Heart of Darkness: Racist or not?
Many critics, including Chinua Achebe in his essay "An Image of Africa: Racism in Conrad's Heart of Darkness", have made the claim that Joseph Conrad's novel Heart of Darkness, despite the insights which it offers into the human condition, ought to be removed from the canon of Western literature. This claim is based on the supposition that the novel is racist, more so than other novels of its time. While it can be read in this way, it is possible to look under the surface and create an interpretation of Conrad's novel that does not require the supposition of extreme racism on the part of Conrad. Furthermore, we must keep in mind that Conrad was a product of a rather racist period in history, and it seems unfair to penalize him for not being able to transcend his contemporaries in this respect.
This novel, it seems, must be read in a symbolic manner. Objects and characters are not so simple as they seem. Achebe tells us: "Quite simply it is the desire... in Western psychology to set Africa up as a foil to Europe, as a place of negations at once remote and vaguely familiar, in comparison with which Europe's own state of spiritual grace will be manifest" (251-252). If Africa is a foil to Europe, as stated here, then perhaps Conrad only uses the continent of Africa symbolically, without regard to its people - as Achebe himself states, descriptions of Africans as anything more than vague limbs in the darkness are few and far between in the novel. The opposition between light and darkness in the novel, far from being Conrad's own, is traditional in Western literature. Conrad simply uses the most familiar of symbols for the dichotomy between good and evil to enhance his novel's psychological resonance with its readers.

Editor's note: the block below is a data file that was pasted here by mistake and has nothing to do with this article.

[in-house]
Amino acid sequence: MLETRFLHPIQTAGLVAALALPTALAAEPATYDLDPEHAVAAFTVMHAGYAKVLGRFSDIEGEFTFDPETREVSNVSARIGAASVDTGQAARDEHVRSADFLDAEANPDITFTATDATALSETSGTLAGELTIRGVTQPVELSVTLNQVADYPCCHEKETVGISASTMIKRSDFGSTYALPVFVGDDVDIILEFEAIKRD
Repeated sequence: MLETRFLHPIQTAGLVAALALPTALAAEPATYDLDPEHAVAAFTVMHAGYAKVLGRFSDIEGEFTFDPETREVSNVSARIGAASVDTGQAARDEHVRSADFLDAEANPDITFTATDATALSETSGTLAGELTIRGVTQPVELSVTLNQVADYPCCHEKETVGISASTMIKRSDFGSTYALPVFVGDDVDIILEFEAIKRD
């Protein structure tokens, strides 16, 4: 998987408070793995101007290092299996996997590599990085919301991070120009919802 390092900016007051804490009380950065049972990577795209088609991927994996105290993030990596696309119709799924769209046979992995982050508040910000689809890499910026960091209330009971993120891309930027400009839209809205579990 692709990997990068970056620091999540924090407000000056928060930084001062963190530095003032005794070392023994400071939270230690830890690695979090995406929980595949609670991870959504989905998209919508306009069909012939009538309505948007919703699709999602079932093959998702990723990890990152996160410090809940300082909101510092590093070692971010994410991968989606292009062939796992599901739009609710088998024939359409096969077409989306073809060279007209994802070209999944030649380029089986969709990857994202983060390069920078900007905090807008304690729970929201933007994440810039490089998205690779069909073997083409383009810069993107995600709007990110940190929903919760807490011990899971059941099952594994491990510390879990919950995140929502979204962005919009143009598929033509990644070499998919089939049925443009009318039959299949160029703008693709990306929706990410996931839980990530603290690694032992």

Furthermore, "darkness" is more of a state of mind than the physical phenomenon of the absence of light. About Kurtz, Marlow tells us: "His was an impenetrable darkness. I looked at him as you peer down at a man who is lying at the bottom of a precipice where the sun never shines" (Conrad 117). The reference is to Kurtz's altered mental state, we learn on the next page: "I saw on that ivory face the expression of sombre pride, of ruthless power, of craven terror - of an intense and hopeless despair" (118). The reference is clearly not to Kurtz's physical darkness - Marlow describes him as "ivory" - but rather to a mental darkness. The departure of Marlow and Kurtz from the Congo also corresponds to the end of Kurtz's...